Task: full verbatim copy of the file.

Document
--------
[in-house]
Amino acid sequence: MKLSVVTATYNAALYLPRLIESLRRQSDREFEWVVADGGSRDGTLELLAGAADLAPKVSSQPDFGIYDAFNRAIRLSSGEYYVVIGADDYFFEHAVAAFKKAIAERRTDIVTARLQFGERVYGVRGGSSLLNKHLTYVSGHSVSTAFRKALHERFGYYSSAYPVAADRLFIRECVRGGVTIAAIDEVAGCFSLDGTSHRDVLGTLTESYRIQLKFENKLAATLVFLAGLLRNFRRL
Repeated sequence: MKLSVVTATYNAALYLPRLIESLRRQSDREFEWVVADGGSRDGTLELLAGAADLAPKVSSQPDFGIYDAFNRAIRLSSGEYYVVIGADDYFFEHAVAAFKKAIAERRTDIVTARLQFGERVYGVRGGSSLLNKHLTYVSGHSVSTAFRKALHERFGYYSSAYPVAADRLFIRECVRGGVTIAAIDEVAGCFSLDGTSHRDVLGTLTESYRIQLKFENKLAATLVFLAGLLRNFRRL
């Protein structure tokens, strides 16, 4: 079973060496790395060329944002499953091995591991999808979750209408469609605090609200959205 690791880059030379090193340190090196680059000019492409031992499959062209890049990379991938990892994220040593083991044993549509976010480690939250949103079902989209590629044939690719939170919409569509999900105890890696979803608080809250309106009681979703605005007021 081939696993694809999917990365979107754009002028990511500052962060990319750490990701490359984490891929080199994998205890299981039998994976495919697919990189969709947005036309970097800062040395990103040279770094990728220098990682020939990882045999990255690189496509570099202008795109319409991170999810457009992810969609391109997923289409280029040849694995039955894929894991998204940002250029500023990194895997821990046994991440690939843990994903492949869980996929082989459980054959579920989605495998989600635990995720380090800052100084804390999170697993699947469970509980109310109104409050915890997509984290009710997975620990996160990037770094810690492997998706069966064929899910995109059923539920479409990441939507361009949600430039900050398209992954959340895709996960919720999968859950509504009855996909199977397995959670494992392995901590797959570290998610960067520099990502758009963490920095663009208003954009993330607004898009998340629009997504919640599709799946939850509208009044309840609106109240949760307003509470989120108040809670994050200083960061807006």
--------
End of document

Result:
[in-house]
Amino acid sequence: MKLSVVTATYNAALYLPRLIESLRRQSDREFEWVVADGGSRDGTLELLAGAADLAPKVSSQPDFGIYDAFNRAIRLSSGEYYVVIGADDYFFEHAVAAFKKAIAERRTDIVTARLQFGERVYGVRGGSSLLNKHLTYVSGHSVSTAFRKALHERFGYYSSAYPVAADRLFIRECVRGGVTIAAIDEVAGCFSLDGTSHRDVLGTLTESYRIQLKFENKLAATLVFLAGLLRNFRRL
Repeated sequence: MKLSVVTATYNAALYLPRLIESLRRQSDREFEWVVADGGSRDGTLELLAGAADLAPKVSSQPDFGIYDAFNRAIRLSSGEYYVVIGADDYFFEHAVAAFKKAIAERRTDIVTARLQFGERVYGVRGGSSLLNKHLTYVSGHSVSTAFRKALHERFGYYSSAYPVAADRLFIRECVRGGVTIAAIDEVAGCFSLDGTSHRDVLGTLTESYRIQLKFENKLAATLVFLAGLLRNFRRL
């Protein structure tokens, strides 16, 4: 079973060496790395060329944002499953091995591991999808979750209408469609605090609200959205 690791880059030379090193340190090196680059000019492409031992499959062209890049990379991938990892994220040593083991044993549509976010480690939250949103079902989209590629044939690719939170919409569509999900105890890696979803608080809250309106009681979703605005007021 081939696993694809999917990365979107754009002028990511500052962060990319750490990701490359984490891929080199994998205890299981039998994976495919697919990189969709947005036309970097800062040395990103040279770094990728220098990682020939990882045999990255690189496509570099202008795109319409991170999810457009992810969609391109997923289409280029040849694995039955894929894991998204940002250029500023990194895997821990046994991440690939843990994903492949869980996929082989459980054959579920989605495998989600635990995720380090800052100084804390999170697993699947469970509980109310109104409050915890997509984290009710997975620990996160990037770094810690492997998706069966064929899910995109059923539920479409990441939507361009949600430039900050398209992954959340895709996960919720999968859950509504009855996909199977397995959670494992392995901590797959570290998610960067520099990502758009963490920095663009208003954009993330607004898009998340629009997504919640599709799946939850509208009044309840609106109240949760307003509470989120108040809670994050200083960061807006």